From the President: Open AccessVolume 65 Number 3, May/June 2012by Elizabeth Bartman
Several bills currently making their way through Congress are causing considerable concern( Not the word I would use, Joy?) in the archaeological and broader scientific community. The Federal Research Public Access Act of 2012 was introduced in both houses of Congress on February 9 of this year.
The legislation would require that publishers of academic and scholarly journals provide the government with final peer-reviewed and edited manuscripts, and, six months after their publication, those manuscripts would be made available to the public, on the Internet, for no charge. The House bill states, “The Federal Government funds basic and applied research with the expectation that new ideas and discoveries that result from the research, if shared and effectively disseminated, will advance science and improve the lives and welfare of people of the United States and around the world.”
(Sounds good so far. Taxpayers getting what they pay for.)
We at the Archaeological Institute of America (AIA), along with our colleagues at the American Anthropological Association and other learned societies, have taken a stand against open access (WHAT! do you hate the public. This is like being pro-cancer, no one is pro-cancer). Here at the AIA, we particularly object to having such a scheme imposed on us from the outside (ok, why did you wait till it was forced upon you?) when, in fact, during the AIA’s more than 130-year history, we have energetically supported the broad dissemination of knowledge, and do so through our extensive program of events and lectures for the general public and through our publications (hmmm really? How many full publications, not individual articles, do you make available to the public for free?). Our mission statement explicitly says, “Believing that greater understanding of the past enhances our shared sense of humanity and enriches our existence, the AIA seeks to educate people of all ages about the significance of archaeological discovery.” We have long practiced “open access.” (No, No you don’t. At least not in any definition of Open Access I have ever seen)
While it may be true that the government finances research, it does not fund the arduous peer-review process that lies at the heart of journal and scholarly publication (provided to you for free), nor the considerable effort beyond that step that goes into preparing articles for publication (This is a good point). Those efforts are not without cost. When an archaeologist publishes his or her work, the final product has typically been significantly improved by the contributions of other professionals such as peer reviewers (provided free), editors, copywriters, photo editors, and designers. This is the context in which the work should appear. (Almost all scholarly books and many articles lead off with a lengthy list that acknowledges these individuals.)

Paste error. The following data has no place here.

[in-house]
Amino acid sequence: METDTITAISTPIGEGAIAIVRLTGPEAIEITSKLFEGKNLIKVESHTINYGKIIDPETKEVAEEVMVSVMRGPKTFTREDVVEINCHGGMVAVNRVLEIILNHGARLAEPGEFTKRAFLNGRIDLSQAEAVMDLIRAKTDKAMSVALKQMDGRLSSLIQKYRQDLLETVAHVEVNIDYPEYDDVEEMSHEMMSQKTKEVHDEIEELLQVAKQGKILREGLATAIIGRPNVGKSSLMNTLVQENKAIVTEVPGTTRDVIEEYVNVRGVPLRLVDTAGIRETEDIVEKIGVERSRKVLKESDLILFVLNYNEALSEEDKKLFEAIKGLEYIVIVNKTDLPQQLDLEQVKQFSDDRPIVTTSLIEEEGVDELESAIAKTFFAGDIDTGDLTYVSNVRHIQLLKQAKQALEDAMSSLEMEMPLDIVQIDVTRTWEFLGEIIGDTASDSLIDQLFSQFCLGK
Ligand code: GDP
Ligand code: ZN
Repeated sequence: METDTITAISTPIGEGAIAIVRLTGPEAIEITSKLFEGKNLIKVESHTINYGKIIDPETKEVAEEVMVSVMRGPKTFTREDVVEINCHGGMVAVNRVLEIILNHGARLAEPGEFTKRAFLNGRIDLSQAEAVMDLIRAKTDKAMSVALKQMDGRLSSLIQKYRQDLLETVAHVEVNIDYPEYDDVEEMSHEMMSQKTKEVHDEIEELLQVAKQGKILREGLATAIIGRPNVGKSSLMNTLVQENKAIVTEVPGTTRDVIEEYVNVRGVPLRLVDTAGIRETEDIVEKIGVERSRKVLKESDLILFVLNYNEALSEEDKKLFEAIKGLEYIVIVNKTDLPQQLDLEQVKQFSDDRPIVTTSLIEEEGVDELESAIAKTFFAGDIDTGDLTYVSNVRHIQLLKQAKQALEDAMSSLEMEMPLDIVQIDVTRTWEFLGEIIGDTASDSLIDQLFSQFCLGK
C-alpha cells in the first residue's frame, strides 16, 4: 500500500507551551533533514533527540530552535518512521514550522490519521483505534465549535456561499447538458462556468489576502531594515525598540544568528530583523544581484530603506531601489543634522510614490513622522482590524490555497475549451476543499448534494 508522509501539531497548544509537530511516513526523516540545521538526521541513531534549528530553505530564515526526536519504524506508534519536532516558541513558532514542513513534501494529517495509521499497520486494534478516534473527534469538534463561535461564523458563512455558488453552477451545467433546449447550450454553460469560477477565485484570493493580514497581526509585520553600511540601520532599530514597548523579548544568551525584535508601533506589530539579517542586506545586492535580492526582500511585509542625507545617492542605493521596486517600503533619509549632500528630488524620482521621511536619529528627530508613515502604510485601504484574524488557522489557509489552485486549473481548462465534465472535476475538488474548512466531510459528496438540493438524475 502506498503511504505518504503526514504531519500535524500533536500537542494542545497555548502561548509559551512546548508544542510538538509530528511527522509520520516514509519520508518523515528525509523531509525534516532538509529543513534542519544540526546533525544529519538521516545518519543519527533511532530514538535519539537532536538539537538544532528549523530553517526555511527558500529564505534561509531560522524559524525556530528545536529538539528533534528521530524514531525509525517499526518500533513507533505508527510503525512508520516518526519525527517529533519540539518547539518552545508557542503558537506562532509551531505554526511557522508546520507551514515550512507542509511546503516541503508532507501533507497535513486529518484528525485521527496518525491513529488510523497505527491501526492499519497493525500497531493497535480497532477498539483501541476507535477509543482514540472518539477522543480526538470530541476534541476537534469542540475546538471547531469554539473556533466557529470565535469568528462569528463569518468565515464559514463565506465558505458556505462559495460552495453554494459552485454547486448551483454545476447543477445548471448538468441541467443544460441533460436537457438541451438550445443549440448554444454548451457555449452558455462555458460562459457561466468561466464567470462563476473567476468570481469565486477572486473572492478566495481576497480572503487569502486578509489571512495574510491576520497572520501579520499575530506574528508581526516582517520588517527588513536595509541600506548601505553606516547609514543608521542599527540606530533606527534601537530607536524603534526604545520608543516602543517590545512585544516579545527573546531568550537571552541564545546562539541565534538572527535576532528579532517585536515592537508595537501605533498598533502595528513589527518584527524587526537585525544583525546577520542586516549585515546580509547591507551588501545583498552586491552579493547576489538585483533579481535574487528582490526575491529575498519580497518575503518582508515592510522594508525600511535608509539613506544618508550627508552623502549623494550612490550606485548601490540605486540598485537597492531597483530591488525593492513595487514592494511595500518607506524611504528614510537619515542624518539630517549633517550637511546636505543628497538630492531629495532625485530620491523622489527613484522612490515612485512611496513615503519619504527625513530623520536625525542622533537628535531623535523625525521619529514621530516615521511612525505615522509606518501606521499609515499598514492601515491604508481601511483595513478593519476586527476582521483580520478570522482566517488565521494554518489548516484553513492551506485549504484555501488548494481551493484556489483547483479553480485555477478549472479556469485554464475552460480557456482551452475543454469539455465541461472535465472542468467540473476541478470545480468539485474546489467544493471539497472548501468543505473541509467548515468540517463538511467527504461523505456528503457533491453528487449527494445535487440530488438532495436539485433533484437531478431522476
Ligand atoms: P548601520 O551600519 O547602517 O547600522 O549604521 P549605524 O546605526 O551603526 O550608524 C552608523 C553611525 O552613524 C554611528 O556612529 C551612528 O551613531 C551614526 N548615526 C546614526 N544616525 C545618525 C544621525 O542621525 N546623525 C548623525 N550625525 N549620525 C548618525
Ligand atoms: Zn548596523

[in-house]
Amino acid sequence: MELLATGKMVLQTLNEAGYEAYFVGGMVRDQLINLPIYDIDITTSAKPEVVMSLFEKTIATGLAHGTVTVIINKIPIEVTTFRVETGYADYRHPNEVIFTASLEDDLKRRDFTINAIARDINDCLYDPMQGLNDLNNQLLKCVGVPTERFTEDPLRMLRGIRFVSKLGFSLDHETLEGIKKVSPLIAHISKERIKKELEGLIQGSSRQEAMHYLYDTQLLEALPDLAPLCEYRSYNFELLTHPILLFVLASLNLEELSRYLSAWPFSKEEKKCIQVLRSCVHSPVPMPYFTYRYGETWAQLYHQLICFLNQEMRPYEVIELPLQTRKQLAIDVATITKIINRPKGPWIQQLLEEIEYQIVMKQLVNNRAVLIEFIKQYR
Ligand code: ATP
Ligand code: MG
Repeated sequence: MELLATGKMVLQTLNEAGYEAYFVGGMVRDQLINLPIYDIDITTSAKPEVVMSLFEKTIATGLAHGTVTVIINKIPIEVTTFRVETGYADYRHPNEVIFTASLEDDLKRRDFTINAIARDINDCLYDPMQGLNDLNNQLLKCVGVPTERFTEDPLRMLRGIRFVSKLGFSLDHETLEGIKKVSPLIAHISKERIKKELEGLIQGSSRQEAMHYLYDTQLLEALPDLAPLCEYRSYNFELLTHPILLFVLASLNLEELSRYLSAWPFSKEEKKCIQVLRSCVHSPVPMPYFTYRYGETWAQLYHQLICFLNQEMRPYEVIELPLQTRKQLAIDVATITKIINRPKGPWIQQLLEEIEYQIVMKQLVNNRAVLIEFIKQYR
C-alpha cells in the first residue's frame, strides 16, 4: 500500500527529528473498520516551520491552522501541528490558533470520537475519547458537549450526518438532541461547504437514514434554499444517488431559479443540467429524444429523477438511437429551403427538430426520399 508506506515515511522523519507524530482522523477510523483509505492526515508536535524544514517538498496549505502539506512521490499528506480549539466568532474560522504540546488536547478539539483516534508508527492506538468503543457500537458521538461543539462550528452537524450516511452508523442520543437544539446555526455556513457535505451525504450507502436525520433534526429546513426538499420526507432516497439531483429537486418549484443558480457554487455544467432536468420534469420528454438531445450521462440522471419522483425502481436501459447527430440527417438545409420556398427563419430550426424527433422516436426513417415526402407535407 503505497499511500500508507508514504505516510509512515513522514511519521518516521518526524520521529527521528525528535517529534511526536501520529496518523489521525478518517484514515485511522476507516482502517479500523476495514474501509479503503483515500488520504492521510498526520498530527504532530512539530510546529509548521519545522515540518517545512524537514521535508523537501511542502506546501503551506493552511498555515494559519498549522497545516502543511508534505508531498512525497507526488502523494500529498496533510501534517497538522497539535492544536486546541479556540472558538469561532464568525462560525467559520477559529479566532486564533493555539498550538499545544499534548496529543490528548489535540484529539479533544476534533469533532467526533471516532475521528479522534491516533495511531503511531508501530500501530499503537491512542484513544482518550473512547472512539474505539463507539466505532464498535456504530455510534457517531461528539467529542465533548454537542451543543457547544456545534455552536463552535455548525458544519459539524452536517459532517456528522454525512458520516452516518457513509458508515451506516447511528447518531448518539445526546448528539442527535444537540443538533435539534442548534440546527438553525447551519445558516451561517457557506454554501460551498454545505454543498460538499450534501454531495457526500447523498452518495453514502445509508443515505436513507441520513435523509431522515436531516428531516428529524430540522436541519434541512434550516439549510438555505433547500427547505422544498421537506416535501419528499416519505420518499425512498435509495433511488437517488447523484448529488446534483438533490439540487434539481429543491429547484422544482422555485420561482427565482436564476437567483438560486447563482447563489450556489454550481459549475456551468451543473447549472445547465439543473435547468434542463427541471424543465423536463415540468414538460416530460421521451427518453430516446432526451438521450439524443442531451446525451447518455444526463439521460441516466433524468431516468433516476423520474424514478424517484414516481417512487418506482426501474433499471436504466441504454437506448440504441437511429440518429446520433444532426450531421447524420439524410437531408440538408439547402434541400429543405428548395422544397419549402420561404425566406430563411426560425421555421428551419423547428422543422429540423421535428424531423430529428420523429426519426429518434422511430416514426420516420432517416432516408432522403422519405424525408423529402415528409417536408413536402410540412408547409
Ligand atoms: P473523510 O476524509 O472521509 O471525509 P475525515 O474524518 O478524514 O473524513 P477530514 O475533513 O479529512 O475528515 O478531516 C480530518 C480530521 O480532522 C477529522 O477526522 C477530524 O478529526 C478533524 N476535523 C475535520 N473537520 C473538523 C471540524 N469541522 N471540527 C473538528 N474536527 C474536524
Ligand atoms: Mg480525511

We fear that this legislation would prove damaging to the traditional venues in which scientific information is presented by offering, for no cost, something that has considerable costs associated (does it really) with producing it. It would undermine, and ultimately dismantle, by offering for no charge, what subscribers actually support financially—a rigorous publication process that does serve the public, because it results in superior work.
Elizabeth Bartman is the president of the Archaeological Institute of America.
I have several problems with this, first is easy to guess, I am pro-Open Access and this isn’t. Beyond my personal feelings on the subject matter I see some key flaws in their argument. They, the AIA, take a whole “States Rights” view to the issue. For those of you who are not from the US, “States Rights” is the argument used by State governments in the US for over a 100 years, till the civil war, to slaughter and enslave millions of human beings. It was then used for 100 years after that to deny basic civil rights to a good portion of their people. All in the name that States should be able to kill their own people for no other reason then the color of their skin.
Obviously, this is not on the same scale, Slavery and Jim Crow was magnitudes worse, but it is the same concept. “We do not want the government protecting its citizens from us” is what the AIA is saying. The AIA does not want to be forced to provide the public, who by the way pays for the research, the ability to access that same research they paid for. Coming out against Open Access makes as much sense as coming out against civil rights for black people in the US. The moral high ground is on the side of the oppressed but financial and power incentives are on the side of the oppressors.
The next problem is the whining about how this is unfair cause publishing costs money (mind you they don’t mention how many papers they would have to make Open Access, if any). I have no doubt that publishing costs money. My question to the AIA is, “are you a publishing company or a Society?” Is your aim to provide services to your members or insure that your publishing arm stays employed? You have 200,000 members because of your magazine, Archaeology, NOT your scholarly publication. I remember when my parents first bought me an issue, I was like 8. It was amazing and still is. However this is not about your magazine, which I actually believe is reasonably priced, its about your journal and your members. Unfortunately it appears your favoring one over the other.
For God’s sake AIA join the moral high ground, do what’s right, support Open Access. By support I don’t mean point me towards a page with half a dozen articles and book reviews I can look at, I mean actually care about Open Access.